As with Ronald's previous works on Paganisms, this book will no doubt divide the modern Pagan community, perhaps most strongly in its final chapter, 'The Legacy of British Paganism.' It is here, looking at changing academic and public attitudes towards possible survivals of paganism from ancient times, through the Middle Ages and up to the present day, that the author most maintains his reputation as an iconoclast. Those who dismiss this section as simple iconoclasm, however, can only do so by ignoring qualifying statements as in the following passage: “The former tendency to assume that virtually all traditional British seasonal rites were survivors of paganism was clearly misplaced, but blanket dismissal of pagan ingredients in them would be even more erroneous. Broad themes of seasonal festivity often have more staying power than individual customs, though even some of those can be proved to have survived for millennia.” [My italics].

A word of warning: if you are looking for the sort of certainty found in other books, such as the many claiming to have 'solved the mystery of Stonehenge' once and for all, you should definitely look elsewhere. Ronald is careful not to argue beyond what demonstrable facts allow. Where, as is often the case, the evidence is open to a variety of interpretations, he is equally careful to present a range of alternatives, where possible evaluating which are the most likely, but willing to admit when none are proven or where such proof may not even be possible. Some may find the frequency with which a 'not proven' verdict is returned frustrating, but, as the author makes clear, there are times when our current state of knowledge simply leaves no definitive conclusion possible.

Is Pagan Britain, then, a worthy successor to Pagan Religions...? My answer is a resounding yes. Pagan_Religions_of_the_Ancient_British_IslesLike its illustrious predecessor, it offers a one-stop shop for all who, like me, have an abiding interest in prehistoric British religion, a desire to keep up with the latest information on the subject, but little access to academic journals, field reports or specialist publications. Ronald draws together the whole gamut of recent research along with the speculations and conclusions stemming from it, bringing it all together for us. And for those who want to look further into areas of particular interest, there are extensive endnotes.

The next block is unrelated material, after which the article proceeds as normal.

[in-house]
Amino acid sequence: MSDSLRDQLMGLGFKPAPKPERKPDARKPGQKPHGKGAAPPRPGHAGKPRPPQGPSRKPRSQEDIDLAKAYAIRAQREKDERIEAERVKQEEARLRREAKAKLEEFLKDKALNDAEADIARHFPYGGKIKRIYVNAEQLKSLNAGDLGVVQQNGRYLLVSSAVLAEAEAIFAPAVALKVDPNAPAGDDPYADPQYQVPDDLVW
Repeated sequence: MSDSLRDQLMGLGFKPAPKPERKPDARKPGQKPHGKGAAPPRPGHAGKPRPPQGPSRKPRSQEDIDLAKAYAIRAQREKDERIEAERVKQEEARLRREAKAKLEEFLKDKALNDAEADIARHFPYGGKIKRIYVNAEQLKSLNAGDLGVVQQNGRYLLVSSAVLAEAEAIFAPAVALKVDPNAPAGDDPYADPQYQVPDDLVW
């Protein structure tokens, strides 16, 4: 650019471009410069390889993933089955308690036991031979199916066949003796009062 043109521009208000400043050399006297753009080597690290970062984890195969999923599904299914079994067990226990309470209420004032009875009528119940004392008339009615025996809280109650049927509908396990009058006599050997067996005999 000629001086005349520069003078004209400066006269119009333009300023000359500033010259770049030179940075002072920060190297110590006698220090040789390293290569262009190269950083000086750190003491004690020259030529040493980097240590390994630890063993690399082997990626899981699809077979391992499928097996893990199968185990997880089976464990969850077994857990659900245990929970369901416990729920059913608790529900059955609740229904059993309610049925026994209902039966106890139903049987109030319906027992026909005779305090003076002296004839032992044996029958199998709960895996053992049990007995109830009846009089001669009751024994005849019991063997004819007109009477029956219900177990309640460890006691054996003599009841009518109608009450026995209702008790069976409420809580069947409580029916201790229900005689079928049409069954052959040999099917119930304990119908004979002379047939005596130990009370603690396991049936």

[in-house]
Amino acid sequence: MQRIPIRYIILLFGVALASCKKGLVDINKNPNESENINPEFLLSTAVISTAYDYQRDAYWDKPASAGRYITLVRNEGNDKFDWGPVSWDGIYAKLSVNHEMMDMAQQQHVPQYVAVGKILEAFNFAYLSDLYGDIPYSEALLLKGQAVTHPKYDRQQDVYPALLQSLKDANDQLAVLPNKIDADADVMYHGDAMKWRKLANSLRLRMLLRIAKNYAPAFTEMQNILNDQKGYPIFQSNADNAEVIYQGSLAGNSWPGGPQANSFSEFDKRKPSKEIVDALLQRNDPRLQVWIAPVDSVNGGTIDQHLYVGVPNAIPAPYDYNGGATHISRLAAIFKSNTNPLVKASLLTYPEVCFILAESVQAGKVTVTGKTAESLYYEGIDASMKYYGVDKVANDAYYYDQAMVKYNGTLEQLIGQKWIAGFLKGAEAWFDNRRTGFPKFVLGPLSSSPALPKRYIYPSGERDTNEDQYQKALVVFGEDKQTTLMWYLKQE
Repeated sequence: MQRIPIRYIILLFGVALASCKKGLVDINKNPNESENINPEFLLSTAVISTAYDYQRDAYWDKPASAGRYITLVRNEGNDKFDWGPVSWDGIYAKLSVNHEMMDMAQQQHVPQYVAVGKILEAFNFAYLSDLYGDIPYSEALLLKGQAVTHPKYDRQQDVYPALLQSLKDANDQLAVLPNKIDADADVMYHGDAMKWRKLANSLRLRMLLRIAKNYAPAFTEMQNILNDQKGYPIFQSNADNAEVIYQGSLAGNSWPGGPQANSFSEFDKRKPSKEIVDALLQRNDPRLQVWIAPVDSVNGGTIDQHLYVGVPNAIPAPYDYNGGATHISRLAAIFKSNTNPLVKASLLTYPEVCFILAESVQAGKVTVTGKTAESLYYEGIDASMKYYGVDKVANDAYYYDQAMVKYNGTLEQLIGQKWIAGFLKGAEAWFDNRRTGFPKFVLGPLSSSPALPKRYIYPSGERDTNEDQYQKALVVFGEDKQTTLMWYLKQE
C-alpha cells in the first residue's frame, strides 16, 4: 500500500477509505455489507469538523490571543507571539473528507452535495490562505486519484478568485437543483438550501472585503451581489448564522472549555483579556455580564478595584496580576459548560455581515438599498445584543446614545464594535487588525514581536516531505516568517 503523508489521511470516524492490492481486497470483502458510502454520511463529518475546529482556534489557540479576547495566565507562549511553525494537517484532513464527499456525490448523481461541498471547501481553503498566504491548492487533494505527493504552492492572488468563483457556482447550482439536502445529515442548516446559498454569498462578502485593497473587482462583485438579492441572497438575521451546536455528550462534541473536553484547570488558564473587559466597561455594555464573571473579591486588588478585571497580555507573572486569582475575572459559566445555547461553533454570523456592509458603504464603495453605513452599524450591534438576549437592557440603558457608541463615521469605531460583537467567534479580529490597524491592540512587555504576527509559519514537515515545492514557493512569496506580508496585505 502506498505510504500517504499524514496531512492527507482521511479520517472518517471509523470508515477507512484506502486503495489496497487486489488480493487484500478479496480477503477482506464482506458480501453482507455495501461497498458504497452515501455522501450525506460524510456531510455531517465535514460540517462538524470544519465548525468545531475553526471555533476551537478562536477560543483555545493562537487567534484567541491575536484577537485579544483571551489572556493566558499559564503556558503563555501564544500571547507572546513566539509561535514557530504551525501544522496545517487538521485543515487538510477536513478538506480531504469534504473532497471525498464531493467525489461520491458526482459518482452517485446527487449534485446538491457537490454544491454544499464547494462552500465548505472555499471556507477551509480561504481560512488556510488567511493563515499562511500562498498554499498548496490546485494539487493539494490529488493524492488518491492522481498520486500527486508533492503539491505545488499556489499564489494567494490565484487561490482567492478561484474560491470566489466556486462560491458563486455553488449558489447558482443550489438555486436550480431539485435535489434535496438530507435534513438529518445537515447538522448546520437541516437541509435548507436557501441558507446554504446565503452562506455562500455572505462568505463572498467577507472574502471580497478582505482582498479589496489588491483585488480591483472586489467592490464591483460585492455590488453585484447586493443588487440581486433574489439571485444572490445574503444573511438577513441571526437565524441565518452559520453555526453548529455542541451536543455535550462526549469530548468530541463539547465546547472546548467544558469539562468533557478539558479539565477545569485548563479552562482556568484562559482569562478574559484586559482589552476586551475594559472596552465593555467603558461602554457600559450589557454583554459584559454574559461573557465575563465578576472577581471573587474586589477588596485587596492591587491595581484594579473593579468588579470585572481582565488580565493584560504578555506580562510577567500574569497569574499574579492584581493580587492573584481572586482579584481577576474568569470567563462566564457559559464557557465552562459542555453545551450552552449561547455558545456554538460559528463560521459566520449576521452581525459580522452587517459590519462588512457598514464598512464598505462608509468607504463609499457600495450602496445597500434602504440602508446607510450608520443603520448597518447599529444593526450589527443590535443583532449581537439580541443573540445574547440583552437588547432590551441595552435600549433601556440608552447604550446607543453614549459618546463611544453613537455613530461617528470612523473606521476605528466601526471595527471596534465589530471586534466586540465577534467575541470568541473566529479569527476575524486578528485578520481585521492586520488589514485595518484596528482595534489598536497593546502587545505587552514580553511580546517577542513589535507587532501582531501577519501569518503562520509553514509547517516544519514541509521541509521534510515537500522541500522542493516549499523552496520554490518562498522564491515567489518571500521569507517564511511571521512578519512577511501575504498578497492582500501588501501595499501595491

As mentioned earlier, what makes Pagan Britain so compelling is Ronald's unusual breadth of personal interests and depth of knowledge in them, spanning paganisms old and new, shamanism, anthropology and archaeology, as well as British, European and world history. This is enhanced by his almost unrivalled list of contacts with colleagues across this wide range of disciplines, his enthusiasm and seemingly boundless energy for detailed and thorough research, and his remarkable ability to marshal and make sense of a huge quantity and range of information and present it clearly. In short, the book is a tour de force and, like Pagan Religions..., is essential reading for anyone with an interest in its subject.

Born in India Blood&Mistletoein 1953, Ronald Hutton is Professor of History at the University of Bristol, where he also heads the School of Humanities. He is a Fellow of the British Academy and the Society of Antiquaries, a Commissioner for English Heritage and a member of, among others, the Order of Bards, Ovates and Druids, the Ancient Druid Order and, of course, the British Druid Order. His other publications include The Druids (Hambledon Continuum, 2007) and Blood & Mistletoe: The History of the Druids in Britain (Yale University Press, 2009), both of which are also highly recommended.

 If you're encouraged to buy the book, you can find it here on amazon.co.uk, or here on amazon.com

If you're not yet convinced, you could check out this review from the Economist by Erica Wagner, who describes Ronald as "a lovely writer with a keen sense of the spiritual potency of Britain’s ancient landscapes."

Or, for a less sympathetic review, try this one from the Guardian by Graham Robb, who takes Ronald to task for only devoting six pages to the Druids, despite Ronald making it clear in the book that the reason he is not giving more space to them is that he's recently written the two full books on them referred to above. He also complains about Ronald not including evidence for paganism in France, despite the book being called Pagan Britain and Ronald's stated intention in it to maintain a focus within the confines of the British Isles. Robb may have a vested interest, however, in that his most recent publication is a book claiming to have rediscovered a lost 'map' of Pagan Celtic Europe.

26